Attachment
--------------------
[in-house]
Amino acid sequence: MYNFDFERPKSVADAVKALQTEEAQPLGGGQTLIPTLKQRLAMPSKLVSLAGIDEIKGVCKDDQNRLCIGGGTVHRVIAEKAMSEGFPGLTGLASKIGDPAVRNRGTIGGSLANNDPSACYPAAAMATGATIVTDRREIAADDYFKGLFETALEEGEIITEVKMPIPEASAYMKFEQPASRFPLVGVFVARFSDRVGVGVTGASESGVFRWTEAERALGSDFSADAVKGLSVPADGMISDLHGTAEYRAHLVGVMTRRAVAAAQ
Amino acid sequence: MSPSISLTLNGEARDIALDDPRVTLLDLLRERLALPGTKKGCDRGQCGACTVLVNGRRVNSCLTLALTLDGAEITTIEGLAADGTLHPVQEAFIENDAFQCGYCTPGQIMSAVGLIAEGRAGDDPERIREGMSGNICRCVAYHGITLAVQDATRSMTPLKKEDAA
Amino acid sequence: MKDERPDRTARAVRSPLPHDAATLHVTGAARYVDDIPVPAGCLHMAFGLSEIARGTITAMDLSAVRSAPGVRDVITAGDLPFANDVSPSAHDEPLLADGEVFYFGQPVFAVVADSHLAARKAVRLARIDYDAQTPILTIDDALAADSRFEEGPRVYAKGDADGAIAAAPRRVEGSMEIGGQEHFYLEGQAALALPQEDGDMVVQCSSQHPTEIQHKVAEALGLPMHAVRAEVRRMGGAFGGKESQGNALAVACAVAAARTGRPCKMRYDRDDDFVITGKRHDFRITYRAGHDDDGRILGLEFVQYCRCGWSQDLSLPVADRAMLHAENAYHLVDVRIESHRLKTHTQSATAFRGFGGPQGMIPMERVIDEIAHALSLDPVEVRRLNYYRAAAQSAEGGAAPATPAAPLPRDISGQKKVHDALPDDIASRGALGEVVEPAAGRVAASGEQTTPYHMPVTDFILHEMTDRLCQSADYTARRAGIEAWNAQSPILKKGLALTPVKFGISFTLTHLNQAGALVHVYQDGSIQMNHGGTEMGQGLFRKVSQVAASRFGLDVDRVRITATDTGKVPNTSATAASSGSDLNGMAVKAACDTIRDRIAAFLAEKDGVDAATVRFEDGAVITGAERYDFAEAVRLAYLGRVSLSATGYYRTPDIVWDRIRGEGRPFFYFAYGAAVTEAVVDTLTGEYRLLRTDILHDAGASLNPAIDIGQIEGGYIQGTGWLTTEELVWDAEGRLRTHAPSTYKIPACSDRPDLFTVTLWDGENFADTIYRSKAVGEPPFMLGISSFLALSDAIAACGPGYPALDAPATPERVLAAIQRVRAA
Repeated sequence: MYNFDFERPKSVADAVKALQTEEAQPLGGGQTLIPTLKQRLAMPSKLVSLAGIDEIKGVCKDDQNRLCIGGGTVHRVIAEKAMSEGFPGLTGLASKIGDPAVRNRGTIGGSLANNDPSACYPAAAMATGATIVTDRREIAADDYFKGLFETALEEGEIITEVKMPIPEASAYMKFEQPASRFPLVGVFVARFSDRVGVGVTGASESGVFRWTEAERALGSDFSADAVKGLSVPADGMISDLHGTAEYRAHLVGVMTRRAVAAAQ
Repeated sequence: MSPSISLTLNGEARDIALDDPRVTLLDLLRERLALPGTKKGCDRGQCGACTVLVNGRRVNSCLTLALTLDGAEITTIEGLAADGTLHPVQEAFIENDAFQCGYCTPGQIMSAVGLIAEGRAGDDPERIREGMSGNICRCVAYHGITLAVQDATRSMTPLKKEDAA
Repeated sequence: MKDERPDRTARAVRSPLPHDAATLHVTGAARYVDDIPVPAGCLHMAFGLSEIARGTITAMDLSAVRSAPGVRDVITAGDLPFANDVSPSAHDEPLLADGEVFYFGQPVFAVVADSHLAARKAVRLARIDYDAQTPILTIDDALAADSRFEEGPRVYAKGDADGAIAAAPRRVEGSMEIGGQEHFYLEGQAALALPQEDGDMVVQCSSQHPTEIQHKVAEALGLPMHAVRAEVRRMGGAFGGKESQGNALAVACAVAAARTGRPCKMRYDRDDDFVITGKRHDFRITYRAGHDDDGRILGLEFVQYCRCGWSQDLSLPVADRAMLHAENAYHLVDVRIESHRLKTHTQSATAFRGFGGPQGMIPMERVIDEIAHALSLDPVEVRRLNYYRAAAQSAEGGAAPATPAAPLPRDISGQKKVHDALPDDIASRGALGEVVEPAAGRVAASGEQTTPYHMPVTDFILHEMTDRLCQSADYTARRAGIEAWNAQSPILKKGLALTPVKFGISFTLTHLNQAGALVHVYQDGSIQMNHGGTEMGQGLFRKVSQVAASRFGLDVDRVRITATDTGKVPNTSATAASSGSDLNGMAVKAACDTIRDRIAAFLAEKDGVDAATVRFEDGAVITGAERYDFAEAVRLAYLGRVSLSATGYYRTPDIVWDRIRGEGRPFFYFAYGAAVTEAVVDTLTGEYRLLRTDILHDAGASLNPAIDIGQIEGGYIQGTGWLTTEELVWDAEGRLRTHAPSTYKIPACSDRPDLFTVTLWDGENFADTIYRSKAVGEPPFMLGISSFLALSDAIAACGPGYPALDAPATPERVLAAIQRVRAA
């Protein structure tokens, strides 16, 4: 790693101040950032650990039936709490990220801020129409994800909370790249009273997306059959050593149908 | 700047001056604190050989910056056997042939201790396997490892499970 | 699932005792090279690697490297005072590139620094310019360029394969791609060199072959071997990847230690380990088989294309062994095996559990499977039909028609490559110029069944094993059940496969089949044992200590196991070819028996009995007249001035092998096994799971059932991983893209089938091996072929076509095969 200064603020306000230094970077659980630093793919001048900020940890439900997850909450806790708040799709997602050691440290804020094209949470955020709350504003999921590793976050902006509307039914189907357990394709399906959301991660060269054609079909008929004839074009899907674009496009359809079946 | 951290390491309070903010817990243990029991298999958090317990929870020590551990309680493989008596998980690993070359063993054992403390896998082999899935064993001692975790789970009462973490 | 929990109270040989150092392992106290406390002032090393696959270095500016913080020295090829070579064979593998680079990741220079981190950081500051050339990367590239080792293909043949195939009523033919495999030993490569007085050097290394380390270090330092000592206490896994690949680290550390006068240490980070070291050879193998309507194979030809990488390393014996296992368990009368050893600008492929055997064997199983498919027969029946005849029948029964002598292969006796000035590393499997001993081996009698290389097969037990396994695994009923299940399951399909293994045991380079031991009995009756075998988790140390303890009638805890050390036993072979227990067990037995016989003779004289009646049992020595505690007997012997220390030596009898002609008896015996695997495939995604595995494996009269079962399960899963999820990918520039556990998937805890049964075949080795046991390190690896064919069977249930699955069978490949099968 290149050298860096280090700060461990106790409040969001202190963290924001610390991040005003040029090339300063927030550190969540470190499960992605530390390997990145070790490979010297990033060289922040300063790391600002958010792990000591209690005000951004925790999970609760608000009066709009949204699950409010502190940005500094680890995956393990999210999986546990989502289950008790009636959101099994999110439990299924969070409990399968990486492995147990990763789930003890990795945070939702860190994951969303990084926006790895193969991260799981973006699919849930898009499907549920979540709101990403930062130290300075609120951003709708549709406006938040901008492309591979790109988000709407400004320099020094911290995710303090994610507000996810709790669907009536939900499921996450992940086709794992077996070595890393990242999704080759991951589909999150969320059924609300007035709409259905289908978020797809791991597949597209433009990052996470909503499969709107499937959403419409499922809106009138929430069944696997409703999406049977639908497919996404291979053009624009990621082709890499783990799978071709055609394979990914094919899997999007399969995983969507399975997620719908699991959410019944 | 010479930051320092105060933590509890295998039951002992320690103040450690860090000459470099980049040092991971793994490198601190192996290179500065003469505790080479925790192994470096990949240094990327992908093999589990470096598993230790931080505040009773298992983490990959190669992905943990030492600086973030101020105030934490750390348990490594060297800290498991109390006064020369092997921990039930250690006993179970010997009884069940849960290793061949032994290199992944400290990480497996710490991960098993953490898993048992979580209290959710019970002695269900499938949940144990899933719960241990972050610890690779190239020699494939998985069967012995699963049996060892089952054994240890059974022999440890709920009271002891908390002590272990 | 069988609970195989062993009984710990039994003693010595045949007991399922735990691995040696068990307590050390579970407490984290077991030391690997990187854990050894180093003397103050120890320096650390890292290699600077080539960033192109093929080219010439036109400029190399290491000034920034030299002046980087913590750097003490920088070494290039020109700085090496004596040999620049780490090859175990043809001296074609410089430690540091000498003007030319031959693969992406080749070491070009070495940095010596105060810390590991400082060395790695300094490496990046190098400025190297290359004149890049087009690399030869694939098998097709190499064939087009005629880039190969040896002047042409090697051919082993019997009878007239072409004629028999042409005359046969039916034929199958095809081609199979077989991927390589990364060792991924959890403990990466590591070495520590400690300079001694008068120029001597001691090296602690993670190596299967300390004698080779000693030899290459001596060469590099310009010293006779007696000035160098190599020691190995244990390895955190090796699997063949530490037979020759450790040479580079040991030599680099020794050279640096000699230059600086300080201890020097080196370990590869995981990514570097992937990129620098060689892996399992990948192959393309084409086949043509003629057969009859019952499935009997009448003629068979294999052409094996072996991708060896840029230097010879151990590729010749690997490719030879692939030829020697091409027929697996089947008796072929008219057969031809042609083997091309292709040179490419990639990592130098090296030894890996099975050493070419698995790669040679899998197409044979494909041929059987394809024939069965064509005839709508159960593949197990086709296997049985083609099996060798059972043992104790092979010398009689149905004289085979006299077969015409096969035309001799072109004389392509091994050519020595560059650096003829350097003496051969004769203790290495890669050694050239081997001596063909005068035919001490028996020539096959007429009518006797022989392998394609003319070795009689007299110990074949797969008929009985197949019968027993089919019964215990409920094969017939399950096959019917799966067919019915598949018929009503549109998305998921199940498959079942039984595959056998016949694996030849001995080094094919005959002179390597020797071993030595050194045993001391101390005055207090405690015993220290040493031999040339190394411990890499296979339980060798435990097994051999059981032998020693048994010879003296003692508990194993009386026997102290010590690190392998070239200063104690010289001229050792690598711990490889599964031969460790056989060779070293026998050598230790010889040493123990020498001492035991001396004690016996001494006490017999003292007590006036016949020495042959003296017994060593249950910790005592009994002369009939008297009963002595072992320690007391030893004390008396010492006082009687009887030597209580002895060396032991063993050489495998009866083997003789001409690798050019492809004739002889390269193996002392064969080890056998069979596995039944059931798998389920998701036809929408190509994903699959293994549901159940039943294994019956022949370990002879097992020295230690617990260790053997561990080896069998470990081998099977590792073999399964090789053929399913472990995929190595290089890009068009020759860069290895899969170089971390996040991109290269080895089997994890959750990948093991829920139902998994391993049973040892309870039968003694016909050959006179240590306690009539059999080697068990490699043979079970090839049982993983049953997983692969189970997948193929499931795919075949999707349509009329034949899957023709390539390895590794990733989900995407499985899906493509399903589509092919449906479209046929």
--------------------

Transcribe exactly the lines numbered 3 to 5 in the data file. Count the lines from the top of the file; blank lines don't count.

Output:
Amino acid sequence: MSPSISLTLNGEARDIALDDPRVTLLDLLRERLALPGTKKGCDRGQCGACTVLVNGRRVNSCLTLALTLDGAEITTIEGLAADGTLHPVQEAFIENDAFQCGYCTPGQIMSAVGLIAEGRAGDDPERIREGMSGNICRCVAYHGITLAVQDATRSMTPLKKEDAA
Amino acid sequence: MKDERPDRTARAVRSPLPHDAATLHVTGAARYVDDIPVPAGCLHMAFGLSEIARGTITAMDLSAVRSAPGVRDVITAGDLPFANDVSPSAHDEPLLADGEVFYFGQPVFAVVADSHLAARKAVRLARIDYDAQTPILTIDDALAADSRFEEGPRVYAKGDADGAIAAAPRRVEGSMEIGGQEHFYLEGQAALALPQEDGDMVVQCSSQHPTEIQHKVAEALGLPMHAVRAEVRRMGGAFGGKESQGNALAVACAVAAARTGRPCKMRYDRDDDFVITGKRHDFRITYRAGHDDDGRILGLEFVQYCRCGWSQDLSLPVADRAMLHAENAYHLVDVRIESHRLKTHTQSATAFRGFGGPQGMIPMERVIDEIAHALSLDPVEVRRLNYYRAAAQSAEGGAAPATPAAPLPRDISGQKKVHDALPDDIASRGALGEVVEPAAGRVAASGEQTTPYHMPVTDFILHEMTDRLCQSADYTARRAGIEAWNAQSPILKKGLALTPVKFGISFTLTHLNQAGALVHVYQDGSIQMNHGGTEMGQGLFRKVSQVAASRFGLDVDRVRITATDTGKVPNTSATAASSGSDLNGMAVKAACDTIRDRIAAFLAEKDGVDAATVRFEDGAVITGAERYDFAEAVRLAYLGRVSLSATGYYRTPDIVWDRIRGEGRPFFYFAYGAAVTEAVVDTLTGEYRLLRTDILHDAGASLNPAIDIGQIEGGYIQGTGWLTTEELVWDAEGRLRTHAPSTYKIPACSDRPDLFTVTLWDGENFADTIYRSKAVGEPPFMLGISSFLALSDAIAACGPGYPALDAPATPERVLAAIQRVRAA
Repeated sequence: MYNFDFERPKSVADAVKALQTEEAQPLGGGQTLIPTLKQRLAMPSKLVSLAGIDEIKGVCKDDQNRLCIGGGTVHRVIAEKAMSEGFPGLTGLASKIGDPAVRNRGTIGGSLANNDPSACYPAAAMATGATIVTDRREIAADDYFKGLFETALEEGEIITEVKMPIPEASAYMKFEQPASRFPLVGVFVARFSDRVGVGVTGASESGVFRWTEAERALGSDFSADAVKGLSVPADGMISDLHGTAEYRAHLVGVMTRRAVAAAQ